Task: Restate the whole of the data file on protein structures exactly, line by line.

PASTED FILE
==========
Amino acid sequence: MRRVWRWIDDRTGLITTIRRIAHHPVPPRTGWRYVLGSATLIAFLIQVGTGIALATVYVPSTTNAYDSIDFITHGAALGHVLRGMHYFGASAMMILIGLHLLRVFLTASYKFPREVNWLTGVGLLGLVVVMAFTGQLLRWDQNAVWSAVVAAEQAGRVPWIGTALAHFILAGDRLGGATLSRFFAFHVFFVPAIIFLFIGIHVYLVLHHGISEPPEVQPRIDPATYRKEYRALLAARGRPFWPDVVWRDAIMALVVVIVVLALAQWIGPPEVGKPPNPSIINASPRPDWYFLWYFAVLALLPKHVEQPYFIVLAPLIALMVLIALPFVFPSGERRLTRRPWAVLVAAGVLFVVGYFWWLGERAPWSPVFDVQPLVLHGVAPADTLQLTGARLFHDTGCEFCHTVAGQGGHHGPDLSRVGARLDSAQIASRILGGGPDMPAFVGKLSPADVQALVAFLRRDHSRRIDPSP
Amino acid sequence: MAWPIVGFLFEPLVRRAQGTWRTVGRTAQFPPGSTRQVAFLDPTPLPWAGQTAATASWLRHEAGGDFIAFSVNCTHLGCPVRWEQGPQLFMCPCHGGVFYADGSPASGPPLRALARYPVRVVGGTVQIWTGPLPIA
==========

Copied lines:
Amino acid sequence: MRRVWRWIDDRTGLITTIRRIAHHPVPPRTGWRYVLGSATLIAFLIQVGTGIALATVYVPSTTNAYDSIDFITHGAALGHVLRGMHYFGASAMMILIGLHLLRVFLTASYKFPREVNWLTGVGLLGLVVVMAFTGQLLRWDQNAVWSAVVAAEQAGRVPWIGTALAHFILAGDRLGGATLSRFFAFHVFFVPAIIFLFIGIHVYLVLHHGISEPPEVQPRIDPATYRKEYRALLAARGRPFWPDVVWRDAIMALVVVIVVLALAQWIGPPEVGKPPNPSIINASPRPDWYFLWYFAVLALLPKHVEQPYFIVLAPLIALMVLIALPFVFPSGERRLTRRPWAVLVAAGVLFVVGYFWWLGERAPWSPVFDVQPLVLHGVAPADTLQLTGARLFHDTGCEFCHTVAGQGGHHGPDLSRVGARLDSAQIASRILGGGPDMPAFVGKLSPADVQALVAFLRRDHSRRIDPSP
Amino acid sequence: MAWPIVGFLFEPLVRRAQGTWRTVGRTAQFPPGSTRQVAFLDPTPLPWAGQTAATASWLRHEAGGDFIAFSVNCTHLGCPVRWEQGPQLFMCPCHGGVFYADGSPASGPPLRALARYPVRVVGGTVQIWTGPLPIA